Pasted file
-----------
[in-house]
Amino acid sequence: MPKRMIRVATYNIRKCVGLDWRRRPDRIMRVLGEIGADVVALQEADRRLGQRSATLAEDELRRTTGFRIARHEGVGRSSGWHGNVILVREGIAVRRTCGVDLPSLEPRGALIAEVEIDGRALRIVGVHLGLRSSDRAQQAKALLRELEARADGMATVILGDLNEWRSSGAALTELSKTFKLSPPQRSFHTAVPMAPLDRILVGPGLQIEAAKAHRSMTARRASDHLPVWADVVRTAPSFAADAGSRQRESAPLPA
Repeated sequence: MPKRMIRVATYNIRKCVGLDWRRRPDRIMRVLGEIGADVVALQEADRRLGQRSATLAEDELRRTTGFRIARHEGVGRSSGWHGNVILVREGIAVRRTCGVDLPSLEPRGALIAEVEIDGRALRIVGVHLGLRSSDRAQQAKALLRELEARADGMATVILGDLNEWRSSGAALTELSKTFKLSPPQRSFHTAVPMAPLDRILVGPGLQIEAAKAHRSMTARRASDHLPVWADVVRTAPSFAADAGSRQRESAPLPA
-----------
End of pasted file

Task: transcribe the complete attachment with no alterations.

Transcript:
[in-house]
Amino acid sequence: MPKRMIRVATYNIRKCVGLDWRRRPDRIMRVLGEIGADVVALQEADRRLGQRSATLAEDELRRTTGFRIARHEGVGRSSGWHGNVILVREGIAVRRTCGVDLPSLEPRGALIAEVEIDGRALRIVGVHLGLRSSDRAQQAKALLRELEARADGMATVILGDLNEWRSSGAALTELSKTFKLSPPQRSFHTAVPMAPLDRILVGPGLQIEAAKAHRSMTARRASDHLPVWADVVRTAPSFAADAGSRQRESAPLPA
Repeated sequence: MPKRMIRVATYNIRKCVGLDWRRRPDRIMRVLGEIGADVVALQEADRRLGQRSATLAEDELRRTTGFRIARHEGVGRSSGWHGNVILVREGIAVRRTCGVDLPSLEPRGALIAEVEIDGRALRIVGVHLGLRSSDRAQQAKALLRELEARADGMATVILGDLNEWRSSGAALTELSKTFKLSPPQRSFHTAVPMAPLDRILVGPGLQIEAAKAHRSMTARRASDHLPVWADVVRTAPSFAADAGSRQRESAPLPA